Personal statement advice: computer science

We asked admissions tutors to share their dos and don’ts for writing a strong and engaging computer science personal statement. Here's what they told us:

What to include in your computer science statement

  • A strong opening: explain succinctly where your enthusiasm for computer science comes from, and why – but avoid the temptation to begin with a potted history describing when you got your first computer!
  • How you're engaged with the subject: talk about what’s inspiring you or motivating you to study it, whether it’s a relevant book or news articles you’ve read, or maybe a bit of programming you've done.
  • An understanding of what's involved: tutors love to read statements where your enthusiasm for the subject comes across, alongside a clear sense that you understand what computer science as a discipline is all about. Don't actually tell them what it is – they know that already. Show them that you know.
  • Your personal goals: what are you hoping to achieve by studying this subject for the next three to four years?
  • Show you're a team player: according to the engineering and computer science department at Durham University, 'try to write about how you work with others. Have you been part of a team or led a team? Have you had to organise something complex such as an event, a play or a football league?'
‘We read lots of statements that start “Ever since I was five years old I have been interested in computing”. We do want to see passion for the subject, but be original. Try to tell us why you are passionate about computing now and how you can demonstrate this. Make sure you understand the aims and approach of the degree programmes you are applying for and make sure your application demonstrates that. So if you are applying for one of our creative pathways like creative computing or music computing, let us know what kind of relationship you are interested in pursuing between computing and your artistic practice.’ Robert Zimmer | Head Of Computing - Goldsmiths University Of London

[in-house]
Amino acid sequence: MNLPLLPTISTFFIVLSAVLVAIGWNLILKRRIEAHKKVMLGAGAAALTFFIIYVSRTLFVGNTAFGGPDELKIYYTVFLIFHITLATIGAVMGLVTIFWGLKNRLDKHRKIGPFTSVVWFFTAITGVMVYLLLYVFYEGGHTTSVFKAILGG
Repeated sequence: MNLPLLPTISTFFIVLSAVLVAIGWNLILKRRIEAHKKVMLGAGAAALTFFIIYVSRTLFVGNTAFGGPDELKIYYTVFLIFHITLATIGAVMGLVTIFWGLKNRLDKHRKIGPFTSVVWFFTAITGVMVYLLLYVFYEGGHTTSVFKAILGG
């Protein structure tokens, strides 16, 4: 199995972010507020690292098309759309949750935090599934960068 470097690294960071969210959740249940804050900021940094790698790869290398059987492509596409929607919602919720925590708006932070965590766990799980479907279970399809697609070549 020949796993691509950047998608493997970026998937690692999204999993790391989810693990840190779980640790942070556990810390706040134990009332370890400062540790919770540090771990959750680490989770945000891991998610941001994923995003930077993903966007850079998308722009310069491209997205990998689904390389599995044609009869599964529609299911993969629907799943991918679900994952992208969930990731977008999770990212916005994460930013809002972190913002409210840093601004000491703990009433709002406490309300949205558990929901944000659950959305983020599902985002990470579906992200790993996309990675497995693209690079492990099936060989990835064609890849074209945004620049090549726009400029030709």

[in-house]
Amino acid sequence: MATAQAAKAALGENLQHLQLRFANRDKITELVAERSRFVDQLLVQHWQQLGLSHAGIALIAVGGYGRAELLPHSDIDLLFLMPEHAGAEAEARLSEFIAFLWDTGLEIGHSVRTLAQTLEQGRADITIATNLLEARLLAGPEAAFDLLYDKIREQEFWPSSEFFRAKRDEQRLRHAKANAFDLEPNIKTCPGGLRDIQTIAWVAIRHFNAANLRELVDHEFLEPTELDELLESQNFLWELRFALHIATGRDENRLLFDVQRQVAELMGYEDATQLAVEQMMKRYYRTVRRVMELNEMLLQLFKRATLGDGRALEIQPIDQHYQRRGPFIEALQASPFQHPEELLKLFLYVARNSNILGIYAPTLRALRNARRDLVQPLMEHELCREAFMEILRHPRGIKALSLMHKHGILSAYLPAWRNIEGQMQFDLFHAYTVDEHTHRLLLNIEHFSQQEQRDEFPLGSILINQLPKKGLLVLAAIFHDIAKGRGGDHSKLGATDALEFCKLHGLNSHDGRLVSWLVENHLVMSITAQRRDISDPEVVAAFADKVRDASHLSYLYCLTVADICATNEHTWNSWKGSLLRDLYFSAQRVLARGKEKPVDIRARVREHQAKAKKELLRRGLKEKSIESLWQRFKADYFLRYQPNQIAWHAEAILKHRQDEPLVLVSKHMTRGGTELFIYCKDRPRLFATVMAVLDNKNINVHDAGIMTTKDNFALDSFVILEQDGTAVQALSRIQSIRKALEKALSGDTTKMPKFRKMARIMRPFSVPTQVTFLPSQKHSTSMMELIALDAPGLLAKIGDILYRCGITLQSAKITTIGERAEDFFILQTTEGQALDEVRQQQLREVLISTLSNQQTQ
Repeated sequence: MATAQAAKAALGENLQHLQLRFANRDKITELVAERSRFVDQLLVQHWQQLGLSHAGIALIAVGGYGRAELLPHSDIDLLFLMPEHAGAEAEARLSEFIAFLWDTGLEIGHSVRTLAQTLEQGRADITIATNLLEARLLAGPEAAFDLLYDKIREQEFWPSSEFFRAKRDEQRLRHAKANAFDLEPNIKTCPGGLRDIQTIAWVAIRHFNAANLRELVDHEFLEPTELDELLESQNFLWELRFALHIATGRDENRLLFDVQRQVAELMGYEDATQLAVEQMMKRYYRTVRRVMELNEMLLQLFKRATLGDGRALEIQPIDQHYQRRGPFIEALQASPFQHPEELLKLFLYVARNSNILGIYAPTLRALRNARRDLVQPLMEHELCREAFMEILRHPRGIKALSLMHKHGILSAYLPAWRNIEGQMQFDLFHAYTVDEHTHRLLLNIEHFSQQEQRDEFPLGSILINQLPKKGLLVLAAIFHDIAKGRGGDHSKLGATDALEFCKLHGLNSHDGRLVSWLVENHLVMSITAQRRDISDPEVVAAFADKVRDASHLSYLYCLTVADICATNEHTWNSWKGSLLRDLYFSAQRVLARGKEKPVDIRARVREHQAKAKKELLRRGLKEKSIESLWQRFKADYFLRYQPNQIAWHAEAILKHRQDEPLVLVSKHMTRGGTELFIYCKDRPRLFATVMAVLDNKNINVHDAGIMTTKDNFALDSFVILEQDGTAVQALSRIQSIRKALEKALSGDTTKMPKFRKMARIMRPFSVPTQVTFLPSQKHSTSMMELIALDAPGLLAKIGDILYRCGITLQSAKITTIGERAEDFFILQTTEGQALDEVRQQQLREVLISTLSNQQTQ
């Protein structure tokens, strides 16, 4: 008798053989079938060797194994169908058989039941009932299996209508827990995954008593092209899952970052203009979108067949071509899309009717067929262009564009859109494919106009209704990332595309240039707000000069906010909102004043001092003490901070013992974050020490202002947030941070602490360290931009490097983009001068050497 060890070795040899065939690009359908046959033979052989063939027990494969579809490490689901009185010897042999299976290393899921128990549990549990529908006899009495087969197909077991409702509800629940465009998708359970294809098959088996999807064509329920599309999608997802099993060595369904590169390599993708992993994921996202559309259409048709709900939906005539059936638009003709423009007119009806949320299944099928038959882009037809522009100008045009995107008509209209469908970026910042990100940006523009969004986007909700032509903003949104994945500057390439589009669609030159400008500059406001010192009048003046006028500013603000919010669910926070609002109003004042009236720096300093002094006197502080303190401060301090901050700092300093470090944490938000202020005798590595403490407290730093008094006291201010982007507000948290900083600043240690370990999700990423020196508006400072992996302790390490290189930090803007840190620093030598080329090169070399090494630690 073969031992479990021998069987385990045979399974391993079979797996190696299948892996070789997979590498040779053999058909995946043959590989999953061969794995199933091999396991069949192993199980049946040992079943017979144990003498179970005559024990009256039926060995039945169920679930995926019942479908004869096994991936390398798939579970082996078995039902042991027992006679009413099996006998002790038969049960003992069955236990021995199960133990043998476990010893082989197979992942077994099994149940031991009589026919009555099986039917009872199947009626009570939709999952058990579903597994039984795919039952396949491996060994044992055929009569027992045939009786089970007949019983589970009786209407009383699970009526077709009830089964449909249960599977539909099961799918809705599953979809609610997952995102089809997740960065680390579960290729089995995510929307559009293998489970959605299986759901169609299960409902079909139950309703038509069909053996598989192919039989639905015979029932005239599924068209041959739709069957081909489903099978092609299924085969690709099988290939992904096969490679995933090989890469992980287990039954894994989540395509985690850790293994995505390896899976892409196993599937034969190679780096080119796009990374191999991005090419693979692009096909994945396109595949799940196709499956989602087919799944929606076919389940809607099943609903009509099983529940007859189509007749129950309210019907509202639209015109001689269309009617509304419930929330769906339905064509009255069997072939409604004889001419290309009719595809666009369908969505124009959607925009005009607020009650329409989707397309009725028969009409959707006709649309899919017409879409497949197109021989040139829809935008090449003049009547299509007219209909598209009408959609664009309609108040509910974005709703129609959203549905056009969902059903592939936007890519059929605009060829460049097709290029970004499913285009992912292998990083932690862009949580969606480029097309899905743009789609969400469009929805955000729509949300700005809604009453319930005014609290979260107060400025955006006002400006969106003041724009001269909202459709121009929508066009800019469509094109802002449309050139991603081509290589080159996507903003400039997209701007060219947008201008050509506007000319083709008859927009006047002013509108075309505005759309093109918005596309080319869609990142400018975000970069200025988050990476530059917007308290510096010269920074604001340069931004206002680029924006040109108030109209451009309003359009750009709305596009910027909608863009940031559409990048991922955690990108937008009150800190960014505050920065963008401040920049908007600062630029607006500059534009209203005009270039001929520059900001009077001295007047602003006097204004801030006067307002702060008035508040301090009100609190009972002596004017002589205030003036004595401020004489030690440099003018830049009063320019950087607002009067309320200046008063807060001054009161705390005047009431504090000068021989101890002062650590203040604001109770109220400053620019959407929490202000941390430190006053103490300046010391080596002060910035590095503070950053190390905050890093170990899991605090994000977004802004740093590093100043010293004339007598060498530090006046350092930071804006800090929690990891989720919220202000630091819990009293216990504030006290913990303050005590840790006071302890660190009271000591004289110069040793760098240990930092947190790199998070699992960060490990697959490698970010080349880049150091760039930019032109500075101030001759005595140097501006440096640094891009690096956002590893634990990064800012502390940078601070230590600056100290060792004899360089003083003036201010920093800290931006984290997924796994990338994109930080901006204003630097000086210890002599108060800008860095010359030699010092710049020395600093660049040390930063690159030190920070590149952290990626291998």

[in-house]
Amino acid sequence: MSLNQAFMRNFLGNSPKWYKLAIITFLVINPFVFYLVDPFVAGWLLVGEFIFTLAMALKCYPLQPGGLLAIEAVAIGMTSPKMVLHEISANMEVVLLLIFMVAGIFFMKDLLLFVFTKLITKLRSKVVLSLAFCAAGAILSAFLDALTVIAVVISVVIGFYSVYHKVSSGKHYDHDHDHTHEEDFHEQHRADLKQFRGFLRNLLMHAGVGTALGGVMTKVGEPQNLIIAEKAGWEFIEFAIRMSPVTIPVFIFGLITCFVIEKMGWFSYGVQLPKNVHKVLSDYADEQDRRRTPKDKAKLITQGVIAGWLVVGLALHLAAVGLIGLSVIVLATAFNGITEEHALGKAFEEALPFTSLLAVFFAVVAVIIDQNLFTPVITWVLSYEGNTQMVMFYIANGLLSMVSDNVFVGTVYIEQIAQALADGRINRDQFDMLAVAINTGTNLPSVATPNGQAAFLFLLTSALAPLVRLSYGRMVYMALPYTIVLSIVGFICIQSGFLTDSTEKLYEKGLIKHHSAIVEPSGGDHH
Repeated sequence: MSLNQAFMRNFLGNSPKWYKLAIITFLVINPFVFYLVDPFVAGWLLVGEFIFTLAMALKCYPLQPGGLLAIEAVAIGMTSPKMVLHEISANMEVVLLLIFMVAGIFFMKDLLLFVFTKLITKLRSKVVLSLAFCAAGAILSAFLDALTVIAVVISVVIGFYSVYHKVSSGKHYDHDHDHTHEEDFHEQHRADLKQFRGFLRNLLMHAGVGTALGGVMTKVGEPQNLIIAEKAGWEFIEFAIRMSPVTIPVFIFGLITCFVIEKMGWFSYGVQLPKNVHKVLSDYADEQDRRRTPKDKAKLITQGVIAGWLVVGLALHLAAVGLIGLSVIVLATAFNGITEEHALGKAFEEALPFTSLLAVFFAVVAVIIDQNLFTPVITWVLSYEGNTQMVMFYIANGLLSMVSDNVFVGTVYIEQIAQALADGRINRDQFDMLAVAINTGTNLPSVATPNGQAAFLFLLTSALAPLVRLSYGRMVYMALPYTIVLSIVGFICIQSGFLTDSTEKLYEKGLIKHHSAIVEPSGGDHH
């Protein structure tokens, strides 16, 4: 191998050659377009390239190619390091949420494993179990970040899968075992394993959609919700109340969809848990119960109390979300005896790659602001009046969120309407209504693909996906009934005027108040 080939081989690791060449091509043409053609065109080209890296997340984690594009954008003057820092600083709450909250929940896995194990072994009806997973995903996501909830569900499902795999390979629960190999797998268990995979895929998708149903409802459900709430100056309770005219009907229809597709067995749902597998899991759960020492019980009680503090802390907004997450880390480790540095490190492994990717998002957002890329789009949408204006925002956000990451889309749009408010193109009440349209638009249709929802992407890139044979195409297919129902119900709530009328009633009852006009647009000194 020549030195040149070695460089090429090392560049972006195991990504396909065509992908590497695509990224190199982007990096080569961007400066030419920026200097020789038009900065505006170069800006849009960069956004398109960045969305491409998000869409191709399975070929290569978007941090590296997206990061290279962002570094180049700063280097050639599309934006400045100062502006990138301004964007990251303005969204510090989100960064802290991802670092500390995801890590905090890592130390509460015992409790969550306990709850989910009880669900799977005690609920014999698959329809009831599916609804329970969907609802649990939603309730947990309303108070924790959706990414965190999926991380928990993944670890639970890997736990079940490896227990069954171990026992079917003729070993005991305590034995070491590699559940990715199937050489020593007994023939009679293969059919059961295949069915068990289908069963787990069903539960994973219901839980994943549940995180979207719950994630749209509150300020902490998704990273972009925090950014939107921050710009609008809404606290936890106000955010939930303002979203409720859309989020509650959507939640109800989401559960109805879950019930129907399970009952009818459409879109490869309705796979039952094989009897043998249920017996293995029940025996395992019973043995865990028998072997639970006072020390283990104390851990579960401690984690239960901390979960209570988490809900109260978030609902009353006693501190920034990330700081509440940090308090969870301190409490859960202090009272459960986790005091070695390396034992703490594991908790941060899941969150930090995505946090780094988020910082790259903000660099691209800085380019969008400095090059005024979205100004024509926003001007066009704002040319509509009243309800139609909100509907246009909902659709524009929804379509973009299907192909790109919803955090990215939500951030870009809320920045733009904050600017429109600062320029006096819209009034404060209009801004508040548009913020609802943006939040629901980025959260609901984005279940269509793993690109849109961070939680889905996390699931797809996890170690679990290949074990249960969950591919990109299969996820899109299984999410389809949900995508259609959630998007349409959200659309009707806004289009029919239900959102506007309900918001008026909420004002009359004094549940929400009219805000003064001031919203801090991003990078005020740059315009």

Computer science personal statement pitfalls

  • Not standing out: Professor Lowe from the University of Oxford says that lots of the personal statements he sees 'are similar, bland, impersonal and don’t stand out – so make it personal, specific, and concrete'.
  • Using clichés: avoid phrases such as 'computers are important in the modern world' or just saying 'I’m fascinated by artificial intelligence' without explaining why.
  • Quoting Wikipedia: 'We already know what computer science is so we don’t need a Wikipedia definition. We’re interested in your understanding of it and your desire to learn', Robert Zimmer from Goldsmiths adds.
‘I want to know that you know what computer science is actually about. At Oxford it's a mathematical subject, so show a bit of mathematical interest too. It's not so much the knowledge you get from maths that matters, but the skills you've developed through it and the ability to think logically and mathematically. I would also be interested to hear about any reading around the subject or any programming you've done. Even if it's just a simple programme, talk about it and show your enthusiasm. But remember that we will probably then delve into it at interview.’ Professor Gavin Lowe | Admissions Co-ordinator For Computer Science - University Of Oxford

Engagement with the subject

Admissions tutors at University of Portsmouth and University of Warwick both agreed that clichés like ‘I want to do computing because it’s the future’ or opening lines like ‘I got my first computer when I was three’ are a big turn-off.

However, they do like to see evidence of your most recent engagement with the subject, or something current that’s inspired you. In fact, the kind of statement that would really hit the mark would include your reflections on some or all of the following:

  • a programme you wrote or side project you've been working on
  • an internship or some relevant work experience you did
  • how your studies or wider reading have boosted your understanding or sparked your curiosity
  • your opinions on a key topic such as data privacy
  • any extracurricular interests that have given you relevant transferable skills
  • an area or module you're particularly looking forward to studying. Something along those lines should engage the tutor reading your statement